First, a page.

Sometimes, watching a movie can be like walking up a steep hill with no water while wearing the wrong shoes. You keep thinking about turning back and giving up, but in the end, you soldier on and finish the trip because that's the honorable thing to do. 

Here's the thing, I finished "The Kitchen" for you. I watched this movie so others won't have to sacrifice those two hours of their life. Trust me, you won't get it back. There are movies that aren't worth your money, but this one is simply not worth your time or attention. 

Andrea Berloff (who scored an Oscar nomination for her script for "Straight Outta Compton") makes her directorial debut here, taking a graphic novel about three gangster wives having to pick up their husband's criminal business after the husbands go to jail. Berloff's directing is clunky and her script is indecisive in the worst way, wading between forced drama and lame attempts at light humor (I think).

What seemed like a fun concept took a nosedive into derivative movie-making via table scraps from older (and better) films. Everything you see here has been done before and so much better. It's like a cheap Tuesday night from an Improv theater group comprised mostly of bored housewives. 

Melissa McCarthy, Elizabeth Moss and Tiffany Haddish are all talented people in some way or another, but they are either woefully miscast or painfully adrift in this film. McCarthy was brilliant in "Can You Ever Forgive Me", but resorts back to her old tired tricks of persuasion here. Moss is versatile enough but looks like she came to the wrong movie set. Haddish can be hilarious and a force of nature in most films, but overacts in so many scenes here and looks out of place. This would have been better if they just went for full-blown humor, but instead, it's super serious. 

This is one of those films where subplots are resolved within minutes. McCarthy's father in the film disapproves of her methods, feeling she is putting her family at risk by entering the gangster business. And then, suddenly, he is on board and supportive. Later in the film, two characters are close to killing one another, have a quick talk and are friends again.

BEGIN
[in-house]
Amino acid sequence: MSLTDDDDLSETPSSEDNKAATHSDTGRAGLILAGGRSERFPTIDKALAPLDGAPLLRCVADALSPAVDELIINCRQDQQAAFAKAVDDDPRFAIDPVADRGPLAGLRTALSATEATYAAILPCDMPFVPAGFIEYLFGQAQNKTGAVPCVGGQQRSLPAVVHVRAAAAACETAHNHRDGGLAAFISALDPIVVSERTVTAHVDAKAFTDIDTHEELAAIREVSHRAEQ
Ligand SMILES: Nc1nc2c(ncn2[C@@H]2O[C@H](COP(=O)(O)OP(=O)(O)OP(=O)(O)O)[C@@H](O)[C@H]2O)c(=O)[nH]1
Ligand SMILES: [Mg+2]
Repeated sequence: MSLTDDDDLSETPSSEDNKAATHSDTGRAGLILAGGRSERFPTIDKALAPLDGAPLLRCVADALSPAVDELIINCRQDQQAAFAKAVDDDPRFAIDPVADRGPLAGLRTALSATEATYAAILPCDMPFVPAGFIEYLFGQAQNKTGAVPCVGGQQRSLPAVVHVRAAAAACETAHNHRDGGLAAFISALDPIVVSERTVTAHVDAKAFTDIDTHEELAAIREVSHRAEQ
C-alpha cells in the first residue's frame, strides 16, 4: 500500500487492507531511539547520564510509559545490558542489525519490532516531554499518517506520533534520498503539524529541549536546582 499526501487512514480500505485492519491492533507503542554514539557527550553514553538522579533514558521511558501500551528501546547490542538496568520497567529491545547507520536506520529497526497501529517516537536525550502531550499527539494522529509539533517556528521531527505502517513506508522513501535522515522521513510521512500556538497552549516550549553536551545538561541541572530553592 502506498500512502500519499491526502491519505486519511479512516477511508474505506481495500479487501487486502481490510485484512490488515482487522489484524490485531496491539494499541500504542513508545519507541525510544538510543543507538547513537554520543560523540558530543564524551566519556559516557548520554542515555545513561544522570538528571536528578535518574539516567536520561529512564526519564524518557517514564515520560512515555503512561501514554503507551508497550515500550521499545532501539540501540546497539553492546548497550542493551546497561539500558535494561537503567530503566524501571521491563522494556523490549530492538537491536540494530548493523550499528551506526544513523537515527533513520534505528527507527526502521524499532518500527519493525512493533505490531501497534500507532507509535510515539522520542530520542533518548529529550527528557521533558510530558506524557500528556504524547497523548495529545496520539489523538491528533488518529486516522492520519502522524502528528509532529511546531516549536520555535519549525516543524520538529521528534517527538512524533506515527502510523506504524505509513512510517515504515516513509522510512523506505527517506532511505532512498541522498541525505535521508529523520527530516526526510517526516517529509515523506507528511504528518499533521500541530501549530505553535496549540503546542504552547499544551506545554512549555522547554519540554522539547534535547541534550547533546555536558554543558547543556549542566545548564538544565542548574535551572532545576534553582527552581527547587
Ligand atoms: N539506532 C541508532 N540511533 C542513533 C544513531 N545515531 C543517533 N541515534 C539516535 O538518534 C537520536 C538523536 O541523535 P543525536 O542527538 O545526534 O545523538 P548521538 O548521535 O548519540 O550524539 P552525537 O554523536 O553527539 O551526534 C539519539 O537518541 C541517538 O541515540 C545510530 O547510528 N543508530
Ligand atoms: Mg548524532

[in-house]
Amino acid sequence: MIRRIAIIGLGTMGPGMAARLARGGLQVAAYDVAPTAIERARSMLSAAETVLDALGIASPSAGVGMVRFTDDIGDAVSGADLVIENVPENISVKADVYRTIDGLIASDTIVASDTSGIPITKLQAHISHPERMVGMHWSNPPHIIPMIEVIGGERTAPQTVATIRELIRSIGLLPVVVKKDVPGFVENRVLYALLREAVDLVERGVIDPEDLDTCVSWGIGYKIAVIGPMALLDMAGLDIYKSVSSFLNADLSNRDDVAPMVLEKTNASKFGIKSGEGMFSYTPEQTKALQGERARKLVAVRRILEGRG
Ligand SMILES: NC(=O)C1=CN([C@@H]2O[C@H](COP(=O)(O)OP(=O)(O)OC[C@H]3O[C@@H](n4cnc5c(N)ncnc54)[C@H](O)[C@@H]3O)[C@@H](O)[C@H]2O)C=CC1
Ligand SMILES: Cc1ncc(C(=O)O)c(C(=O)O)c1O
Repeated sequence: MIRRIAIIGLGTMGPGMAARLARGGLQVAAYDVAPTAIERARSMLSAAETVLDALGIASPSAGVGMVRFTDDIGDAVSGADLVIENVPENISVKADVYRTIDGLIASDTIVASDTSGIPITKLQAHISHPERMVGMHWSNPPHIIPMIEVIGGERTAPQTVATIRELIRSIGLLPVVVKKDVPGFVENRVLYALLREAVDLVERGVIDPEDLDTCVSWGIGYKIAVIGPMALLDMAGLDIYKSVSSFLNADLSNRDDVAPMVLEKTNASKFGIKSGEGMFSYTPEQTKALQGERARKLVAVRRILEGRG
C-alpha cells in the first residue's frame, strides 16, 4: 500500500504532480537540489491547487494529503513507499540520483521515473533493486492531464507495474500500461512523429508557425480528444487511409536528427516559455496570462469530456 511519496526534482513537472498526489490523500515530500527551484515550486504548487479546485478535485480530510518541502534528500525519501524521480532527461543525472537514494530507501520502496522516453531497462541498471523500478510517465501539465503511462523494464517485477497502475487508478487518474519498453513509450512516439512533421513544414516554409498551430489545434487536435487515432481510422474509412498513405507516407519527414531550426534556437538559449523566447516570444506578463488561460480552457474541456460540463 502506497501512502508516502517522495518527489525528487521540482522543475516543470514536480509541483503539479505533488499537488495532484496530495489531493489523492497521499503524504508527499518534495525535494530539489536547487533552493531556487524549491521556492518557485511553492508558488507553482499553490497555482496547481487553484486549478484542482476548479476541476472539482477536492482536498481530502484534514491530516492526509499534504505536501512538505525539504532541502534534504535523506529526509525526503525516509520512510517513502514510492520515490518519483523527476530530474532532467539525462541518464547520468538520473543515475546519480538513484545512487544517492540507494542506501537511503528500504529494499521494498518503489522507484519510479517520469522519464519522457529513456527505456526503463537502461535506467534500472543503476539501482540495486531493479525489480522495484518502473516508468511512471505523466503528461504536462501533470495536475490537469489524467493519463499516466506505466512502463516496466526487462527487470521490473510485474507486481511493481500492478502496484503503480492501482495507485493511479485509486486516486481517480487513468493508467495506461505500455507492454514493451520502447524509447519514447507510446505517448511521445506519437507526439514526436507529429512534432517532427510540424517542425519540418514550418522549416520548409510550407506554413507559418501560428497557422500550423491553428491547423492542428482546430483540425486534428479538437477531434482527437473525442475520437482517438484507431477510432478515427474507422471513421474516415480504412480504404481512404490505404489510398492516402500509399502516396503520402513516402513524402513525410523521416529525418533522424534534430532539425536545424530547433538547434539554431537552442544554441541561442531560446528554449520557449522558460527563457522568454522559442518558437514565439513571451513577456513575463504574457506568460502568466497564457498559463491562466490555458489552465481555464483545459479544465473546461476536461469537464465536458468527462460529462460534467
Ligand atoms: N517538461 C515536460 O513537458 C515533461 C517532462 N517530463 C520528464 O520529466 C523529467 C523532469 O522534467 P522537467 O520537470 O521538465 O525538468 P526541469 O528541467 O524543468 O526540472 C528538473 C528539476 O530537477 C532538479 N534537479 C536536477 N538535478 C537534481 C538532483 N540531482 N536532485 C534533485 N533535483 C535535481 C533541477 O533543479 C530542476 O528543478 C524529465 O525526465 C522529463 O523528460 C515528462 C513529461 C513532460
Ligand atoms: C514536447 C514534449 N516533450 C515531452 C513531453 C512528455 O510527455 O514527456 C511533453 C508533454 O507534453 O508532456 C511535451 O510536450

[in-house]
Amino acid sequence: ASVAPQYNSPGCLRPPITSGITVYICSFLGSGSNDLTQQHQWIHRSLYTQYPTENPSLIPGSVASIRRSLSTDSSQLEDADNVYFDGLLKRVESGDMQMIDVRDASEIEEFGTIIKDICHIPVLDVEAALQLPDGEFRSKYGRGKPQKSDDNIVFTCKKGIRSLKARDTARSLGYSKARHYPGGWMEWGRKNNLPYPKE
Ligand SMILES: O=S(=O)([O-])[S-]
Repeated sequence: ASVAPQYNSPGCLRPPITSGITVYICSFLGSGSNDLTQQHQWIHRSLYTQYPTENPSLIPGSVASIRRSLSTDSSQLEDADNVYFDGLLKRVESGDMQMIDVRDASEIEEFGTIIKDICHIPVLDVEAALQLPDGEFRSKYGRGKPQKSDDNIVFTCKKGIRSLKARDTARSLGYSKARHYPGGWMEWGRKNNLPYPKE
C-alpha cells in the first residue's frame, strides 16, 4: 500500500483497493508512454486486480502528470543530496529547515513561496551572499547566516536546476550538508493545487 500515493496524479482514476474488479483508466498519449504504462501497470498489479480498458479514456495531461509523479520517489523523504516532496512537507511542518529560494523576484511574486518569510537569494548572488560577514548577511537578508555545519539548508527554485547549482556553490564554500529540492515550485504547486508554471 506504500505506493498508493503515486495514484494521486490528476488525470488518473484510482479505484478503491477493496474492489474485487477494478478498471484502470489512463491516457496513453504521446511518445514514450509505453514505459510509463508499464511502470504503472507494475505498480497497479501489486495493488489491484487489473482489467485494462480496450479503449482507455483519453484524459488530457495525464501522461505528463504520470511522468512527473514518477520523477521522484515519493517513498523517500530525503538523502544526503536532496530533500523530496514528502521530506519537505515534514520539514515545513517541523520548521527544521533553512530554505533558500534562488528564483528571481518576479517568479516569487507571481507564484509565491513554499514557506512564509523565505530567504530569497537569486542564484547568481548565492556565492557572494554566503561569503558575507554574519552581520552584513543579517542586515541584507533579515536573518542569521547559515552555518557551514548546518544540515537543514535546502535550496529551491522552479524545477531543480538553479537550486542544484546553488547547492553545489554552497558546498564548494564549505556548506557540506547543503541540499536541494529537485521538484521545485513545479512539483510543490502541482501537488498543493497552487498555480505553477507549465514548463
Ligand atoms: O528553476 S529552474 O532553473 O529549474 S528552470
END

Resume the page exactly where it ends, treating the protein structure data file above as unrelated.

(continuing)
Once again, if it was tongue-in-cheek fluff material, like Robert De Niro and Billy Crystal in "Analyze That", I could have gone for it. But Berloff and her ladies are trying to make a legit female power gangster film, and it stinks. 

Remember Steve McQueen's "Widows"? Viola Davis, Michelle Rodriguez, and Elizabeth Debicki as gangster wives being forced to enter the shady business when their husbands are killed during a heist gone wrong. Now that was a great concept executed perfectly by the writer/director. There was intent, drama, action, twists, surprises and a powerful undercurrent that made the film tick. 

"The Kitchen" plays out like a parody of "Widows". I am not kidding. 

Do I like ripping a movie to shreds? No. If there is a critic out there who wants their time wasted by a bad film, they need to be shown the door. All I wanted was a fine slice of entertainment, something to derail my adulting brain for two hours. This movie surely isn't it. 

I wanted to get up and leave the movie about an hour in after I laughed at another scene when I am certain the director clearly hadn't intended for humor. Instead, I stayed and soldiered through, because that's the right thing to do. 

Don't see this movie. I did that for you. Watch McCarthy in "Spy" or "St. Vincent" instead. Watch Haddish in "Girls Trip". Watch Moss in "The Handmaid's Tale". Take a look at Berloff's better work in "Straight Outta Compton".

Better yet, just watch "Widows". Avoid this Kitchen

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